Local Name/English Name: Flowering Period: Status: Parts Used: Habit/Habitat:
Medicinal Uses: Collection:
Puth kanda, Kutri/Prickly chaff flowers
Fruit and roots
Wild annual herb, mostly grows in clay in waste places, along roads in association with different grasses.
Pakistan: Sind, Balouchistan, Waziristan,
Peshawar, Swat, Hazara, Multan, Rawalpindi, Jhelum, and Kashmir. World: Tropical regions of the world, including India, China, Japan, Indonesia, New Guinea, tropical Africa, and West Indies. A small herb up to 50 cm tall. Stem erect, branched, and herbaceous above, woody below, light green. Leaves simple, oval-shaped, long, entire, green, mature, have hairs on under surface. Flowers small, numerous, prickly, greenish to white. Fruit oblong or oval-shaped with brown seed (Fig. 3.22).
200 g of dried prickly fruit and 100 g of fresh roots are collected by men and women 20-40 years old, in winter (mostly October-February). Roots are cleaned and washed once or twice with water. (a) 200 g of dried fruit is placed on a hot iron plate, covered with another silver or iron lid, and burned for 5-10 min. This black-colored ash is stored in a glass or plastic bottle and is given to patients suffering from cough and asthma. For children, 3-4 g of ash powder (at one time) is mixed with 1 tsp (5-6 g) of honey and given 2-3 times per day for 8-10 days. For adults, 2-10 g of ash powder (at one time) is given 2-3 times per day for 8-10 days.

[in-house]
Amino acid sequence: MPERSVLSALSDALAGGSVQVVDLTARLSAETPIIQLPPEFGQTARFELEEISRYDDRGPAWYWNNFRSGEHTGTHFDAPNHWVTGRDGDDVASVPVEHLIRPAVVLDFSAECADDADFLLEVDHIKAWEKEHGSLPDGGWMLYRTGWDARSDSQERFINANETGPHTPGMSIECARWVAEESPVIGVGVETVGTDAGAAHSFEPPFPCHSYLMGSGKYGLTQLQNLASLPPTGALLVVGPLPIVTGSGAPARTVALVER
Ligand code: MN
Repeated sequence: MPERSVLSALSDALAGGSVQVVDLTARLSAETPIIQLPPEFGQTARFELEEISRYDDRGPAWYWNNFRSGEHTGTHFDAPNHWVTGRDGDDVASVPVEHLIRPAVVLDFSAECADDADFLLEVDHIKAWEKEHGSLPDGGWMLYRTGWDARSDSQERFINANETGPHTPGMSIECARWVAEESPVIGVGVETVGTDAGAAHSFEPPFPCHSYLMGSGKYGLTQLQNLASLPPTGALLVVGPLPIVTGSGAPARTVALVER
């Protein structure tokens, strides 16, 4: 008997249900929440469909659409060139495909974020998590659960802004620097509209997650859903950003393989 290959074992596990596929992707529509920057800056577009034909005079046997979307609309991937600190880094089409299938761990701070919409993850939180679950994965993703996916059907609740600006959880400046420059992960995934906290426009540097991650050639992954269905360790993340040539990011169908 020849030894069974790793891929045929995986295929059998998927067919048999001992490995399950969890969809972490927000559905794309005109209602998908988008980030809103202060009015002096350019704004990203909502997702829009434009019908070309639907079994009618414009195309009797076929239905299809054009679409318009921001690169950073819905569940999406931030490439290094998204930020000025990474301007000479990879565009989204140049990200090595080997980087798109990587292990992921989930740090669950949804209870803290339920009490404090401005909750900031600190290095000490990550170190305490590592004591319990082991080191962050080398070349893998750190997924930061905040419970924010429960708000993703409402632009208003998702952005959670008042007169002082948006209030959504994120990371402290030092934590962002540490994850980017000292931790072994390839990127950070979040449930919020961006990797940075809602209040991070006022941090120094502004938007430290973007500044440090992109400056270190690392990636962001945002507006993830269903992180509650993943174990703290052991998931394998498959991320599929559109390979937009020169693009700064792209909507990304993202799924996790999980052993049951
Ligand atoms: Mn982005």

Family Name: Amranthaceae
(b) 100 g of fresh roots of Achyranthes aspera, 100 g of fresh roots of Boerhavia procumbens, and 8-10 grains of "black piper" are ground together for 4-5 min. This paste-like powder is then added into 2-3 cups (500-750 mL) of water, boiled for 4-5 min, and then filtered with a cloth. This decoction is given to patients suffering from kidney problem (stone). For children, not used. For adults, 1 cup (250 mL) of decoction (at one time) is given 2-3 times per day for 4-5 days.
Diseases Cured: Cough, asthma, and kidney stone.
Ethnobotanical Uses: The plant is also grazed by cattle.
Phytochemicals: Potash, saponin, oleanic acid, achyranthine,
N-methyl pyrrolidine-3-carboxylic acid, betaine, and vitamin C [21, 22].
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